CBU professor proposes separate legal system for Indigenous people

A Mi'kmaw lawyer and educator is calling for research into creating a system of justice that incorporates the ancient laws of the tribes of the Maritimes and Maine, an area known as Wabanaki.

Justice system needs to incorporate Indigenous laws, says Tuma Young

Tuma Young (left) is on the faculty of Cape Breton University. (CBU.ca)

A Mi'kmaw lawyer and educator is calling for research into creating a system of justice that incorporates the ancient laws of the tribes of the Maritimes and Maine, an area known as Wabanaki.

Tuma Young teaches Indigenous studies at Cape Breton University and is a PhD candidate in law at the University of Arizona.

He told CBC's Information Morning Cape Breton that many Indigenous people were upset at the not guilty verdict in the recent second-degree murder trial of a man accused of killing Colten Boushie, a young Indigenous man from Saskatchewan.

Young said 40 years of research, inquiries and reports have come to the conclusion that some parts of the justice system do not work for Indigenous people.

"They don't really incorporate Indigenous laws or Mi'kmaq laws into the whole fabric," he said.

Young said with the prime minister and the justice minister both promising legal reforms in the wake of the Boushie case, now is the time to talk about creating an entirely new system of justice for Indigenous people.

He has proposed to set something up called the Wabanaki Institute of Laws, which would look at the laws of the Wabanaki people, such as the Mi'kmaq, Maliseet, the Passamaquoddy and the Penobscot.

'Weave them as one'

Young used the metaphor of a sweetgrass braid to illustrate how he sees an Indigenous-centred legal system working.

One strand would be Canadian law, another strand would be international law and the third strand would be the ancient laws encoded in the songs and stories of Indigenous peoples.

"And we weave them as one strand into the administration of justice or the structure of justice in Canada as we know it,"  said Young.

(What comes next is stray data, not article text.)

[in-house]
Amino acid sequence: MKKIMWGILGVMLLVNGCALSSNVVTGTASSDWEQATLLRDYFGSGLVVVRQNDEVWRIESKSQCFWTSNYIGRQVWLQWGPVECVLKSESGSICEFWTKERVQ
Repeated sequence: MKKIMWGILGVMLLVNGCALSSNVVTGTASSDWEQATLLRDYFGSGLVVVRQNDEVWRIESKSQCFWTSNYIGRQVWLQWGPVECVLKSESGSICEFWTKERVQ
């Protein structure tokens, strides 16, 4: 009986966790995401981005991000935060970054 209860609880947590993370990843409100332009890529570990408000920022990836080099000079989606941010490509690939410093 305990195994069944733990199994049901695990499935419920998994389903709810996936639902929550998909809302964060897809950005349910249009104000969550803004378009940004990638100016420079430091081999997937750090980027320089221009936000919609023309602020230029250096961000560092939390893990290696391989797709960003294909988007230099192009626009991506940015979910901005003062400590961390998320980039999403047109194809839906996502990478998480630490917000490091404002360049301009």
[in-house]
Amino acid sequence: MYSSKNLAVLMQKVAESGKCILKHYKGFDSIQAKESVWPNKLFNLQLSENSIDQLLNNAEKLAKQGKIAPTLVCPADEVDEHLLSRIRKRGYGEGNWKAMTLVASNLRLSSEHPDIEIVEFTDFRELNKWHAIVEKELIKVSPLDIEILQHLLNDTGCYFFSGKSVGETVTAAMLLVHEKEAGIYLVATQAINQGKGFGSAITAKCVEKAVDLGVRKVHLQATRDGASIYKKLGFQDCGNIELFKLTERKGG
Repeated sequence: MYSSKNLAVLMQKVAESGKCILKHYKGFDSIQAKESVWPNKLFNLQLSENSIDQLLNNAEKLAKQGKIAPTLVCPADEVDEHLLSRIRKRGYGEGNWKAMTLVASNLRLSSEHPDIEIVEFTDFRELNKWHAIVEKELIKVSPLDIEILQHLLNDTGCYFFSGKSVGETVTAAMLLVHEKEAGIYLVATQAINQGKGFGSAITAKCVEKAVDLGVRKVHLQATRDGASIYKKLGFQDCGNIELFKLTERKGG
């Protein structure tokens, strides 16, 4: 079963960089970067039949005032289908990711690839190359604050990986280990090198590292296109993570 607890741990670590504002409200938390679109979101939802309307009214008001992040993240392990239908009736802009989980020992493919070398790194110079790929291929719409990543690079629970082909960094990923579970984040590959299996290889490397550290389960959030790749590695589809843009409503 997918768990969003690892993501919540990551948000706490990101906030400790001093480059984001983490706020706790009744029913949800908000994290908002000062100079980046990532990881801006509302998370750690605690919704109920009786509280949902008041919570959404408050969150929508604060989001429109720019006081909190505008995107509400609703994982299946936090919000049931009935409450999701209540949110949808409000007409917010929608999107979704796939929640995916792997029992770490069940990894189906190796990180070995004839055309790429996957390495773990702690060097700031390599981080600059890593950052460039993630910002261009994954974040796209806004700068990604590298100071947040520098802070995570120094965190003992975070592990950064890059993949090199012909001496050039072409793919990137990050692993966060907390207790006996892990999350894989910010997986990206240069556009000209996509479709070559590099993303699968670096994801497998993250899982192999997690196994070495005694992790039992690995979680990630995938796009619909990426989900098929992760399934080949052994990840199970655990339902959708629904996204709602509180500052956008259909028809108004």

Wabanaki laws are embedded in language, history

The institute would conduct research into where the old laws are "located," said Young.

"Often, that's one of the most difficult points for non-Indigenous people, non-Wabanaki people, to say, 'Well, what are your laws and where are they located? Are they in a statute form or in a code somewhere?'

"Well, they're in a form, but they're embedded in the language, the stories, the ceremonies and the history."

Young rejected the notion that a separate system of justice for Indigenous people would create a two-tiered legal system in Canada.

He pointed to the military having its own judicial system, as well as professional boards that deal with complaints against people in those professions, such as doctors and lawyers.

Young has already made presentations to interested parties, including the Nova Scotia Barristers' Society.

He said the next steps for setting up an institute would include finding funding and establishing a location for it, although he'd like to see it housed at Cape Breton University.

About the Author

Peggy MacDonald

Reporter/editor

Peggy MacDonald has been a reporter and editor with CBC Cape Breton for 18 years. She also serves as assignment editor. With a background in both print and radio, Peggy now primarily works in the digital world.

with files from Information Morning Cape Breton